The Panguitch Register (UT, 1880-1884)

Leave a comment

Publication History:

Place of Publication:  Panguitch, Garfield County, Utah

Frequency:  Unknown

Volume and Issue Data: 1880-1884

Size and Format:  Unknown

Editor/Publisher:  John M. Dunning and JohnT. Daly, Sr.

Title Changes and Continuation:  The Cactus and/or, The Garfield County News, The Recorder, The Register

General Description and Notes:

Lucy Hatch of the Panguitch Daughters of Utah Pioneers read a paper on Dec. 29, 1932, “Ready Material of the Pioneers” which noted that:

The paper was first called the Cactus, but later the name was changed, some say to the Garfield County News, others say The Recorder, and some say the Register.”

“It was published from about 1880-1884.”

Information Sources:

Bibliography: None

Locations:   Unknown

Advertisements

Hazelton Queek (BC, 1880-1881)

Leave a comment

Hazelton Queek (BC, 1881)

Publication History:

Place of Publication: Hazelton (Caledonia?), British Columbia, Canada

Frequency: Unknown

Volume and Issue Data:  1880-1881

Size and Format: Unknown (see image)

Editor/Publisher: Unknown

Title Changes and Continuation: Unknown

General Description and Notes:

A typewritten memo with the Queek in the BC Archives by Mrs. H.K. Andrews (or “Miss Woods”, whose name is scratched out) reads,

“In the year 1880, I went North with my brother to stay with our people the Tomlinsons. My brother to assist in farm and agricultural work which Mr. Tomlinson the missionary was starting, to help the Indians improve their mode of life. And had settled a little place called Ankihtlast–about 150 miles from the Coast and 20 miles from Hazelton, near the head of Navigation on the Skeena. I went to try and help my sister with the children (four in number). In the year of 80 & 81 Bp. and Mrs. Ridley having been sent by the C.F.S. to be head of the Missions were living at what we called ‘The Forks’ (the junction of the Bulkley and Skeena), now I believe called Old Hazelton. Wishing to do all possible to help the whites, Mrs. Ridley started what she called pleasant evenings on every Tuesday and her house was open house specially for the men who came out from Omineca. An evening of readings, music and general social intercourse.  This social evening developed into a desire for a weekly paper, both the Bp. and Mrs. R. were talented & had taken many sketches locally. Mrs. R. and I going out together, sketching up the Haguilket Valley. There was no news coming in for the winter months from the outside world, we were absolutely cut off till spring would come. So everyone was expected to help in gathering items of interest, a riddle, a story, anything. My brother sent weather readings from our mission station. I contributed a few sketches, for our paper was an illustrated one, and we looked forward to receiving it on Saturday. The Bp. wrote out and transferred it on a gelatine press, sufficient numbers for the regular customers–about 10 or 12 I suppose; the Hankins, ourselves, & the miners. “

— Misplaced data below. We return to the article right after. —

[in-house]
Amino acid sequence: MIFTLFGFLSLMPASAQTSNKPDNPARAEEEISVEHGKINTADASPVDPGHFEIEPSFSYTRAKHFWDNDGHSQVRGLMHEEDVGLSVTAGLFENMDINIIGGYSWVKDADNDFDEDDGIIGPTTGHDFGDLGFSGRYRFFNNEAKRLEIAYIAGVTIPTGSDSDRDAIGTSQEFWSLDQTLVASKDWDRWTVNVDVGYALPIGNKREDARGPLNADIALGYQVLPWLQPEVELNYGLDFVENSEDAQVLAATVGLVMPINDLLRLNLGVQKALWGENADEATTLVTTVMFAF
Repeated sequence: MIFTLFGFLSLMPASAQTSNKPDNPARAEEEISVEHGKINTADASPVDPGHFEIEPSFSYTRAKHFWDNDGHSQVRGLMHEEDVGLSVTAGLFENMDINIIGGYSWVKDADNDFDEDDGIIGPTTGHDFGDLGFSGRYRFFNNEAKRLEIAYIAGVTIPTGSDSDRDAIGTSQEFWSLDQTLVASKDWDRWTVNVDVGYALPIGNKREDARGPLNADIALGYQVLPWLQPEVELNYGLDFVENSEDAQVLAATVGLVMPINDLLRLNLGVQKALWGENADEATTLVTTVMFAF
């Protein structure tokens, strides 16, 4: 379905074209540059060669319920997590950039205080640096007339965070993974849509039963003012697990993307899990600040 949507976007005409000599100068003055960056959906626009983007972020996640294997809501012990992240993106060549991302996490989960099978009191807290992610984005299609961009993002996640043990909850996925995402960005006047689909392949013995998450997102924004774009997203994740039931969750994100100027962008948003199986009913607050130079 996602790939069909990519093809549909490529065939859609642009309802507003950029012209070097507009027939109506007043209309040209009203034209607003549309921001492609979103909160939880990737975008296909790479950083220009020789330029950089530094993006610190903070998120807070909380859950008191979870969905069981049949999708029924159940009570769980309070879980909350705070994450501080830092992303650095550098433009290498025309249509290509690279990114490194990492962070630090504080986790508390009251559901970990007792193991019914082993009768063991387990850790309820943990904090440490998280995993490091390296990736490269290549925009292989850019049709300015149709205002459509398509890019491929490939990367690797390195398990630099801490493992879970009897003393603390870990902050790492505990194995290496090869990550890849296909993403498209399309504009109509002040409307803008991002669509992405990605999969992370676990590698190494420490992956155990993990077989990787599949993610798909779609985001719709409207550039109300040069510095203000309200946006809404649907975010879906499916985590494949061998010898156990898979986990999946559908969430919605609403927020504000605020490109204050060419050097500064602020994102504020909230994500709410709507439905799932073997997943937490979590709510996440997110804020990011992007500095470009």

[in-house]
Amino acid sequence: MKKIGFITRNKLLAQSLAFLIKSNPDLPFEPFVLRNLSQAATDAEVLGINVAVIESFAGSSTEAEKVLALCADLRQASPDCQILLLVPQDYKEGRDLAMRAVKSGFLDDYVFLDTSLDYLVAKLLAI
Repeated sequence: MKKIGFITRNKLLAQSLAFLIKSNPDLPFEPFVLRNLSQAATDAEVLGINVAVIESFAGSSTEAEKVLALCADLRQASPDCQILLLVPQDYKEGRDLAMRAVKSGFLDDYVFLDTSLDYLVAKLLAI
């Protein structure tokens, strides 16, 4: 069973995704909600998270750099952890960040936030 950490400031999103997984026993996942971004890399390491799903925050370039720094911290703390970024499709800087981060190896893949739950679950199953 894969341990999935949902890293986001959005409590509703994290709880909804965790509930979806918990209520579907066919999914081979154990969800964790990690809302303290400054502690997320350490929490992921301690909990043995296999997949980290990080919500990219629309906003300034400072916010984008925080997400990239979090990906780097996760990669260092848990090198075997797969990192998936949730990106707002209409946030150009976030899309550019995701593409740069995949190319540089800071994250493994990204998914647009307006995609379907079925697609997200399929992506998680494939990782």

Information Sources:

Bibliography:  None

Locations: British Columbia Archives and Records Services, Victoria, British Columbia, Canada

Bugle (NV, 1880)

Leave a comment

Publication History:

Place of Publication:  Junctionville (also known as Bonelli’s Ferry), Nevada

Frequency:  Weekly

Volume and Issue Data:  c. Feb. 1880-c. 1880

Size and Format:  Written on letter sheets

Editor/Publisher:  Leonard Bonelli, Bugle Publishing Co.

Title Changes and Continuation:  None

General Description & Notes:

The Pioche Record, Feb. 28, 1880, reports that the Bugle was a weekly written on letter sheets by the ferryman’s son, Leonard Bonelli, who lists himself as the editor and the Bugle Publishing Co. as publisher.

Information Sources:

Bibliography:  Pioche Record, Feb. 28, 1880; Lingenfelter and Gash, The Newspapers of Nevada (Reno:  University of Nevada Press, 1984), p. 123.

Locations:  No extant issues located

Alma Courier (MO, 1880s)

Leave a comment

Publication History:

Place of Publication: Alma, Missouri

Frequency: Unknown

Volume and Issue Data:  1880s

Size and Format: Unknown

Editor/Publisher: Unknown

Title Changes and Continuation: Unknown

General Description and Notes:

According to Jolliffee and Whitehouse, the Alma Courier was “reportedly a community paper emanating from the Alma Public School in the early 1880s.” They report that “it was published frequently and regularly, included a variety of news stories in each issue, and displayed a recognizable title and format.”

Local historian Garrison notes that the paper was “all written by hand on good quality of essay paper and tied at the top with pink and blue silk ribbons.” It included area and school news, editorials and small advertisements.

Information Sources:

Bibliography:  Lee Jolliffe and Virginia Whitehouse, “Handwritten Newspapers on the Frontier? The Prevalence Problem, ” paper presented at the AEJMC History Division Mid-Year Meeting, Columbia, MO, 1994; Milton Garrison, A History of Alma (privately published, 1936), Harvey J. Higgins Historical Society, Higginsville, MO.

Locations:  None

%d bloggers like this: